Between February 12 and 14, the private TV station Markíza revealed parts of the report which related to the station's illegal invasion by armed bodyguards of the bosses of the Gamatex company in September, 1998. Markíza director Pavol Rusko said that the report proved that the SIS was behind the act.
The daily Sme reported that it possessed materials proving that the SIS beat up the paper's investigative reporter Peter Tóth in 1995 and then burned his car in November 1997 to intimidate him. Sme also reported that agents secretly watched Czech TV Nova reporter Eugen Korda and damaged his car early in 1998.
To discredit Bishop Rudolf Baláž and Cardinal Ján Sokol in 1995, the SIS allegedly sent an agent under a fake name to purchase an antique triptych which was the property of the Office of the Bishop in Banská Bystrica. Though it was legal to sell the painting, the SIS went to the police with the $200,000 work and claimed that the church had illegally sold a national treasure.
In the Czech Republic, SIS operatives used operation code names "Neutron" and "Dežo" to describe their activities, through which they hoped to make the country look unacceptable for NATO and EU membership, the Czech daily Mladá Fronta Dnes reported.
"The aim of the Neutron operation was to initiate a polemic about the country's NATO accession among the Czech public. The aim of the Dežo operation was to initiate a neo-fascist campaign, racist moods and a sharpening of the Romany issue among Czech citizens to prevent the country from being accepted into Euro-Atlantic structures," the paper read.
Czech officials such as former Interior Minister Jan Ruml and Foreign Minister Jan Kavan, also confirmed for Mladá Fronta Dnes that they had information about the SIS activities in the Czech Republic.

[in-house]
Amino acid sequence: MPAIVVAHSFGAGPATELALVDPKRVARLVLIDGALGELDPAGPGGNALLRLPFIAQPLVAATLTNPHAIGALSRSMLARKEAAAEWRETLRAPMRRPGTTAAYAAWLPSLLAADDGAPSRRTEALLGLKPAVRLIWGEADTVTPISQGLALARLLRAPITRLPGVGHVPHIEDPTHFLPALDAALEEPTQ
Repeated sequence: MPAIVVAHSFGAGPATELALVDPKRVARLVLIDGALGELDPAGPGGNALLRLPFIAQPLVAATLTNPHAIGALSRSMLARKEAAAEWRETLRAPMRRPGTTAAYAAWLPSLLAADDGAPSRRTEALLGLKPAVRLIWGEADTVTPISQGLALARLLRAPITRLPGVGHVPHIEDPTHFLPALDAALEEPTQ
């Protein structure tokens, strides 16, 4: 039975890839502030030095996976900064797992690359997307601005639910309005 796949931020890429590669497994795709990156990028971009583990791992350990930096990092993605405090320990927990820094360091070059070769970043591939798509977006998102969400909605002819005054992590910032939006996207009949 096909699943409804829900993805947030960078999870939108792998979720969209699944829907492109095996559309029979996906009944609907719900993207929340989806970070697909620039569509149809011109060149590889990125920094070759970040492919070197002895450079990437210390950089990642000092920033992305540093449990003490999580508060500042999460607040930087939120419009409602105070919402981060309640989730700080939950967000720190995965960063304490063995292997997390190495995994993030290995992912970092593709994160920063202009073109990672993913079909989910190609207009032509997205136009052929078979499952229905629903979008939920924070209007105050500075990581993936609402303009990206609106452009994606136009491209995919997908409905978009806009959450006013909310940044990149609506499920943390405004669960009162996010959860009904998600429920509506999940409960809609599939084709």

Jan Šubert, spokesman of the Czech Security Information Service (BIS), told The Slovak Spectator on February 17 that "during Prime Minister Mečiar's government, official contacts with the SIS were practically frozen. It was due to the tactics and the climate in which the SIS was working."
"It's not true," responded Lexa. "I understand that the BIS spokesman reacted in this way, because it's usual in the intelligence community that the range [of mutual cooperation] is not published in detail. Obviously, it's not exactly as he puts it, because the contacts simply were there at the highest level, the expert level and even the international level."
The reading of the "Black Book" of the SIS came 11 days after the first SIS arrests for alleged wrongdoing under Lexa's leadership. On February 1, 1999, Interior Ministry Investigation Section Director Jaroslav Ivor announced that the police had taken two former senior SIS officers, Jaroslav S. and Robert B. into custody, on charges that they coordinated the Kováč Jr. kidnapping and the religious paintings affair.
Ján Langoš, a deputy for the ruling SDK party, claimed that Slovakia should apologize to its neigbouring countries for the SIS's activities in the past. "The government should clearly declare that it won't continue in this self-destructive foreign policy," he said.
Lexa, for his part, maintained that the report was a political gambit of Interior Minister Ladislav Pitter and "was written by a small team of officials currently working with [the SIS], part of whom came from the apparatus of the Christian Democratic Movement."
"We [the SIS] were assessed as highly professional, highly effective in cooperation and very serious and trustworthy partners within the international intelligence community. Of course, I mean, in the democratic states," he said.
21. Feb 1999 at 0:00 | Ivan Remiaš